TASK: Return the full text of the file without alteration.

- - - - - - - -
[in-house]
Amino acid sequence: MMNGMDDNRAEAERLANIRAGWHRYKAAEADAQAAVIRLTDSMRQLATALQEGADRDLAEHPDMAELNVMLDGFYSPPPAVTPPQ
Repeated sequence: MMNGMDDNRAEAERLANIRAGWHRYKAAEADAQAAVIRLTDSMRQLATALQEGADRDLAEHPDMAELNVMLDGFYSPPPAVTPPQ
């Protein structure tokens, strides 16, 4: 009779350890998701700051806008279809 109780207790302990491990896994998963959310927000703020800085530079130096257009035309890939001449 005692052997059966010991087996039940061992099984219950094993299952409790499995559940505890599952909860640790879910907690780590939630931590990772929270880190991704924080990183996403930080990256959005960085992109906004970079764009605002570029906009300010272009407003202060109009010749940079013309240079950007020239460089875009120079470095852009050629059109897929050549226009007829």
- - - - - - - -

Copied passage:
[in-house]
Amino acid sequence: MMNGMDDNRAEAERLANIRAGWHRYKAAEADAQAAVIRLTDSMRQLATALQEGADRDLAEHPDMAELNVMLDGFYSPPPAVTPPQ
Repeated sequence: MMNGMDDNRAEAERLANIRAGWHRYKAAEADAQAAVIRLTDSMRQLATALQEGADRDLAEHPDMAELNVMLDGFYSPPPAVTPPQ
């Protein structure tokens, strides 16, 4: 009779350890998701700051806008279809 109780207790302990491990896994998963959310927000703020800085530079130096257009035309890939001449 005692052997059966010991087996039940061992099984219950094993299952409790499995559940505890599952909860640790879910907690780590939630931590990772929270880190991704924080990183996403930080990256959005960085992109906004970079764009605002570029906009300010272009407003202060109009010749940079013309240079950007020239460089875009120079470095852009050629059109897929050549226009007829």